News briefs for November 20

Tyson suspends Iowa plant managers amid virus betting claim

IOWA CITY, Iowa — Tyson Foods suspended top officials at its largest pork plant on Thursday and launched an investigation into allegations that they bet on how many workers would get infected during a widespread coronavirus outbreak.

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The company’s president and CEO, Dean Banks, said he was “extremely upset” about the allegations against managers at its plant in Waterloo, Iowa, saying they do not represent the company’s values. He said the company has retained the law firm Covington & Burling LLP to conduct an investigation, which will be led by former U.S. Attorney General Eric Holder.

“If these claims are confirmed, we’ll take all measures necessary to root out and remove this disturbing behavior from our company,” Banks said in a statement.

Banks said the accused have been suspended without pay. A spokesman for the Arkansas-based company said it would not release their names during the investigation by Holder, who served as attorney general for six years under President Barack Obama.

Tyson has faced a backlash over recently amended wrongful death lawsuits in which plaintiffs’ lawyers allege that Waterloo plant manager Tom Hart “organized a cash buy-in, winner-take-all betting pool for supervisors and managers to wager on how many employees would test positive for COVID-19.”

Mexico becomes 4th country to hit 100,000 COVID-19 deaths

MEXICO CITY — Mexico passed the 100,000 mark in COVID-19 deaths Thursday, becoming only the fourth country — behind the United States, Brazil and India — to do so.

José Luis Alomía Zegarra, Mexico’s director of epidemiology, announced that Mexico had 100,104 confirmed COVID-19 deaths.

But the living will bear the scars too: along with their lost friends and loved ones, many surviving coronavirus victims in Mexico say the psychosis caused by the pandemic is one of the most lasting effects.

Mexico resembles a divided country, where some people are so unconcerned they won’t wear masks, while others are so scared they descend into abject terror at the first sign of shortness of breath.

Giannulli reports to prison in college bribery case

BOSTON — Fashion designer Mossimo Giannulli reported to prison on Thursday to begin serving his five-month sentence for bribing his daughters’ way into college, officials said.

Giannulli’s wife, “Full House” actor Lori Loughlin, is already behind bars for her role in the college admissions bribery scheme involving prominent parents and elite schools across the country. She began her two-month prison term late last month.

Giannulli, 57, whose Mossimo clothing had long been a Target brand until recently, is in custody at a federal prison in Lompoc near Santa Barbara, California, a Bureau of Prisons spokesperson said. Loughlin, 56, is at the federal lockup in Dublin, California.

The couple was among the most high-profile parents charged in the scheme, involved hefty bribes to get undeserving teens into schools with rigged test scores or bogus athletic credentials, authorities say.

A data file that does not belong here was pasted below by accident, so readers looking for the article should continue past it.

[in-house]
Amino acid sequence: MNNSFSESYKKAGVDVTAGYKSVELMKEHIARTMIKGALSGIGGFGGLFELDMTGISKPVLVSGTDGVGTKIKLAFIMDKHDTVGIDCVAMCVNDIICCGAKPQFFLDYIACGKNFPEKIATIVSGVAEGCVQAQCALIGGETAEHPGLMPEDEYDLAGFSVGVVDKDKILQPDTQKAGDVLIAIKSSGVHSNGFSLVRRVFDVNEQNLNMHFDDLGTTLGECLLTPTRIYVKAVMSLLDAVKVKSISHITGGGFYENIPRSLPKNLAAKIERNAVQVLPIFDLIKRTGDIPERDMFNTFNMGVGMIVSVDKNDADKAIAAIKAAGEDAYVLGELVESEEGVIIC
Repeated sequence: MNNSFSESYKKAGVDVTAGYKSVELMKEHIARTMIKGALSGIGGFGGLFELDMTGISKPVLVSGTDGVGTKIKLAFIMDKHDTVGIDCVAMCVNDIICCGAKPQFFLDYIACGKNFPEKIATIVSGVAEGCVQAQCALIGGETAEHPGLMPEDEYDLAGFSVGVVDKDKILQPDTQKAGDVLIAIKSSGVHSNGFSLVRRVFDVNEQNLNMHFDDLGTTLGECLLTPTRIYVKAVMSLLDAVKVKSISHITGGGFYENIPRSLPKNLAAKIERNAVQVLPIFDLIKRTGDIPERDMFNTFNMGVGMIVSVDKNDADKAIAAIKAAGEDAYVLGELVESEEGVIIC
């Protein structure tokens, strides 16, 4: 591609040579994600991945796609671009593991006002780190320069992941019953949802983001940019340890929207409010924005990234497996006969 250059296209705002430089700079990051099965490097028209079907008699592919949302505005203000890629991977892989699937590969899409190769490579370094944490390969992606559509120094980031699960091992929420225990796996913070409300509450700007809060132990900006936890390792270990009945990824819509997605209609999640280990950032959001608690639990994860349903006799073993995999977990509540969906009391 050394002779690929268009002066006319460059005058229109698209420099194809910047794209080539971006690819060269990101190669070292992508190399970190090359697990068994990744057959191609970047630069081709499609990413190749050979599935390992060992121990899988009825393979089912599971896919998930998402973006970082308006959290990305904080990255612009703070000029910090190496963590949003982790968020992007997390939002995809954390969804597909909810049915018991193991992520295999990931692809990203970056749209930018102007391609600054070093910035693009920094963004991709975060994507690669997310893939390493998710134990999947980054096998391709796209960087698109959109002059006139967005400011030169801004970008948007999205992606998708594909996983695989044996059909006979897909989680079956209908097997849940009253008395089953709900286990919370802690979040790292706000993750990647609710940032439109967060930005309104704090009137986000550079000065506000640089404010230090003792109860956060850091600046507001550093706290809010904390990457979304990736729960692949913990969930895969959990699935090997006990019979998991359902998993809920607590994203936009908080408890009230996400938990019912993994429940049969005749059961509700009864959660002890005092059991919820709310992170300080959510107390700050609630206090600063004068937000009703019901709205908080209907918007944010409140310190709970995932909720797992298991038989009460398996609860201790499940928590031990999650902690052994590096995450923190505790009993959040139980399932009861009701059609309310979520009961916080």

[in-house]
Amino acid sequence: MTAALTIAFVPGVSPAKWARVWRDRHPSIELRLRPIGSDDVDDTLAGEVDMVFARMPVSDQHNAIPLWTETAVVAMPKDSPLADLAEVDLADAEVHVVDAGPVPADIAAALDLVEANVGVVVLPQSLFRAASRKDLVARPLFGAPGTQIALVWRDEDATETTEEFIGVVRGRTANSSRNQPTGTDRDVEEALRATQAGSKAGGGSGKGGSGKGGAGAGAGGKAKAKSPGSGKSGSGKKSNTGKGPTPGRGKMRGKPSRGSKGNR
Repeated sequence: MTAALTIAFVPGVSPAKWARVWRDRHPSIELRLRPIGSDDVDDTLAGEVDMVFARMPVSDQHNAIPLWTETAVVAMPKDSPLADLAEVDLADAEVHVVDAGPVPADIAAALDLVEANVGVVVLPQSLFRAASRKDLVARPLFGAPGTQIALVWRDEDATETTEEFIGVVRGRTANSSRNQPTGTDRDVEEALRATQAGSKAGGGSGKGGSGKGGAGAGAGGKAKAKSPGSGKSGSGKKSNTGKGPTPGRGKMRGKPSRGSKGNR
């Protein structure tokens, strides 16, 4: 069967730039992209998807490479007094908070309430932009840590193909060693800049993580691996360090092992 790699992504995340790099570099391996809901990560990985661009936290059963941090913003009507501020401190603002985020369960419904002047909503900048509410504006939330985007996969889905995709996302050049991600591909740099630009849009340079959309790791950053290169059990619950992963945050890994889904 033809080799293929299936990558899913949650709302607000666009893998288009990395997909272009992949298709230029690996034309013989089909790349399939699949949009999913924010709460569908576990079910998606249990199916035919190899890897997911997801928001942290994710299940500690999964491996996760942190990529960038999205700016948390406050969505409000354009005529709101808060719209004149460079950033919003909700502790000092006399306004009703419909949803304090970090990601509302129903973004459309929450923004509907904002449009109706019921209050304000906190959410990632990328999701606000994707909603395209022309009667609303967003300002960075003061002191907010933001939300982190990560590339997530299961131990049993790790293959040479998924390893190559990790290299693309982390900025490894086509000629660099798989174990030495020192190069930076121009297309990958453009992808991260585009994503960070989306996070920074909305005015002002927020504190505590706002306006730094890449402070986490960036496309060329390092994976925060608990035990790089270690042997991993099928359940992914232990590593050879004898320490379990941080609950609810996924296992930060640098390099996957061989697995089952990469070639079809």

Giannulli and Loughlin admitted in May to paying half a million dollars to get their two daughters into the University of Southern California as crew recruits even though neither girl was a rower. Their guilty plea was a stunning reversal for the couple, whose lawyers had insisted for a year were innocent and accused investigators of fabricating evidence against them.

Mnuchin rejects renewal of some Fed emergency loan programs

WASHINGTON — Treasury Secretary Steven Mnuchin said Thursday he will not extend several emergency loan programs set up with the Federal Reserve, an action that could hamper the ability of the incoming Biden administration to gain important economic support from the central bank to deal with the ongoing pandemic.

The decision drew a terse rebuke from the Fed.

The central bank said it “would prefer that the full suite of emergency facilities established during the coronavirus pandemic continue to serve their important role as a backstop for our still-strained and vulnerable economy.”

But in a letter to Fed Chairman Jerome Powell, Mnuchin said the Fed’s corporate credit, municipal lending and Main Street Lending programs would not be renewed when they expire on Dec. 31.

Under law, the loan facilities required the support of the Treasury Department, which serves as a backstop for the initial losses the programs might incur.

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Mnuchin said that he is requesting that the Fed return to Treasury the unused funds appropriated by Congress for operation of the programs.

He said this would allow Congress to re-appropriate $455 billion to other coronavirus programs. Republicans and Democrats have been deadlocked for months on approval of another round of coronavirus support measures.

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